Once you have mentally prepared yourself to “think different” about your book manuscript, you need to do some serious intel about which publisher (or publishers) to pitch your book to. Nothing screams “newbie” more than approaching the wrong press about your project. You should spend some time getting to know the publisher’s sociology and/or education list (or culture or movements or organizations or inequality…), and you should prepare a pitch letter to the editor for why your book works so well with other books on their list.

If there is a special series within a press that you are particularly interested in, prepare an email to the series editor who curates the series. Work your networks. If you think your advisor or a colleague in your department can help—perhaps they have published with that press/series, or they went to grad school with that person—ask if they would be willing to reach out on your behalf. You obviously have to do the hard work, yourself, of writing the prospectus and describing your work in a pitch letter, but these people can vouch for you and help you get your foot in the door.

Next comes writing the book prospectus, and once again it’s a good time to depend on the kindness of experienced others. Senior colleagues, advanced assistant professors, one of your professors of old—ask a few people if they would be willing to share their prospectus with you so that you can see how these documents are structured. A model that I have used looks like the following, coming in at about 20 pages, double-spaced:

  • Overview—about 3 pages
  • Methods and Data—about 1 page
  • Context for the book (a bit of lit review, but all in the service of talking about your project. Plan to start with the sentence along the lines of “This book is about…”)—about 5 pages.
  • Audiences—1 page
  • Market Position/Related Titles—1 page
  • Manuscript Length and Time Table–½ page
  • Tentative chapter outline—10 pages
  • Works Cited—no more than 2 pages

While I and others have successfully deployed this template, you should bear in mind that most presses lay out an explicit format for what they want included in the prospectus. Lisa advises that you follow their guidelines to the letter, which means that, in effect, you end up writing different prospectuses for different presses.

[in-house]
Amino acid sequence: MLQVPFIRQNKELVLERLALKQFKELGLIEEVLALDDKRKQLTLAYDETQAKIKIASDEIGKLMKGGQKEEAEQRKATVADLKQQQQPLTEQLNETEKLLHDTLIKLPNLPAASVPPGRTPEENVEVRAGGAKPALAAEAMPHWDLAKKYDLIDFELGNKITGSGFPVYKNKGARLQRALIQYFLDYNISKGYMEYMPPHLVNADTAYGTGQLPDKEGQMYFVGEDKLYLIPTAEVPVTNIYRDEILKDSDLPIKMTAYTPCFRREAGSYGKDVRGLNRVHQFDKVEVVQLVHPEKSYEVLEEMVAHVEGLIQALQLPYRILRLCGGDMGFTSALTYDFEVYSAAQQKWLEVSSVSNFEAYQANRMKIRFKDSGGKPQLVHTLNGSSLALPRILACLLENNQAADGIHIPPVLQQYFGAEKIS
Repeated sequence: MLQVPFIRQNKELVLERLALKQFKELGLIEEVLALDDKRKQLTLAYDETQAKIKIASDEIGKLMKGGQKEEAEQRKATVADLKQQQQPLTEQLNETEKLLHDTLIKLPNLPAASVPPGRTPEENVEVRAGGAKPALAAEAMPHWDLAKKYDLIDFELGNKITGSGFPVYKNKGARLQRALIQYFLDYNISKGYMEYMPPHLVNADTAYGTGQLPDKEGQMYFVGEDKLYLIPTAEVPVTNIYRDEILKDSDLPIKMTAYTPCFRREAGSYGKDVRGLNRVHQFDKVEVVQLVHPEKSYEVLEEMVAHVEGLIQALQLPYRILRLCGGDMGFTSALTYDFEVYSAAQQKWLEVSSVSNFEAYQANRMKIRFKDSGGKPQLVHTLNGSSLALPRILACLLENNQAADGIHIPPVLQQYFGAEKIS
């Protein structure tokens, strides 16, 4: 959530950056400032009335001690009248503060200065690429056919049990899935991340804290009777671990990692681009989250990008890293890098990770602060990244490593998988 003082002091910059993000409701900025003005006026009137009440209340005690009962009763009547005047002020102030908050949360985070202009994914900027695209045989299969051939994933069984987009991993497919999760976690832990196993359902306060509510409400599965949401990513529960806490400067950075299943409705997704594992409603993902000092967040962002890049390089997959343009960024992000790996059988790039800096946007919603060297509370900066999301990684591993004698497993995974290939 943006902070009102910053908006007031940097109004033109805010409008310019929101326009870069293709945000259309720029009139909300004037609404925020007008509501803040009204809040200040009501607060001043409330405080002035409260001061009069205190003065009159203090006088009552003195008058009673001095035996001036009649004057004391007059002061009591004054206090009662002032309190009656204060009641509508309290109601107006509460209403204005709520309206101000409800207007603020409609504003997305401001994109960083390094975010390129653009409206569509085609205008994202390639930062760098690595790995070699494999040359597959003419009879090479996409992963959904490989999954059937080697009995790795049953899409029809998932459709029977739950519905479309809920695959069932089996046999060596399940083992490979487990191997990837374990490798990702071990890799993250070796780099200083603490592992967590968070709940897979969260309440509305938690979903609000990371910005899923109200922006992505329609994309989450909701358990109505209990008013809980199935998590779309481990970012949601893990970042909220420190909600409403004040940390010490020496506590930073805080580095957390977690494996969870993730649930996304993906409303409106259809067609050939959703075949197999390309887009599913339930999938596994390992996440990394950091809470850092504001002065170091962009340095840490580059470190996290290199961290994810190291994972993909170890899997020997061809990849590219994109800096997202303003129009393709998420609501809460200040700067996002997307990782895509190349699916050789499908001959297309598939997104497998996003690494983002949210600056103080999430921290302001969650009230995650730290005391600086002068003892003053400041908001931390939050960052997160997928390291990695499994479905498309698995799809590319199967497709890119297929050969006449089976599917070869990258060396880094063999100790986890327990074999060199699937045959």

Once you have submitted your prospectus and ancillary materials—usually a couple of chapters—the editor decides whether to send it out for review, and if s/he does, you should expect to see two, maybe three, reviews along with a decision letter from the editor. Be prepared for the reviewers to come back requesting more research: another comparison case; interviews from other sources; inclusion of a group you neglected the first go-around.  As Lisa notes wisely here again, this is not a death sentence. It’s an opportunity to build a stronger book. She cavalierly adds, go collect more data.

The whole process takes a while, and just a note: the production time on a book is far from fast. Give yourself plenty of lead time if you are expecting the book to do some serious work for you—such as including it in your tenure file.

Finally there are lots of odds and ends, caveats and warnings about different points in this process which, if this were not a blog, I would expand upon further. All of the following are worth talking about with trusted advisors. Or shoot me an email if you have questions.

  • Try to get a coffee date with a couple of editors during the annual meetings of the ASA. June and July before the meetings is a good time for your advisor or another colleague to introduce you to editors via email, or for you to introduce yourself. Be sure to practice how you want to talk about your book in an amiable, elevator-pitch way.
  • It is possible or even likely that you will have already published an article or two from the research that is going into the book. In my experience most editors have few qualms about this. But they also do not wish to publish anything again whole-cloth, so it is important to think carefully about what you want to say in your book that is new. Your book may bring together the many pieces of your project, or it may allow you to make a new argument. But in the end, your has to be more than the sum of article parts.
  • One thing that is different about book submission from article submission is that there is no global prohibition against submitting your prospectus to more than one press at a time. Editors may not prefer it, and some may tell you explicitly that you may not do it while they are considering your book. But the rules of the game are not quite so inflexible in book-publishing land as they are in submitting articles, where you may not double-submit. That said, I cannot be adamant enough that you must communicate openly and clearly with whatever editors you are working with. Playing the field may be exciting, but not if it’s going to foreclose an opportunity to publish your book. Be sure to consult an advisor or two on this score.
  • There are lots of facets to the question of which publisher is the right publisher for you: Overall prestige, quality of production, the editor’s reputation for working with young authors, book list, reputation in your area of sociology, helpfulness of reviews, size and capacity of marketing team, pricing, and so on. Talk with a few people about your options.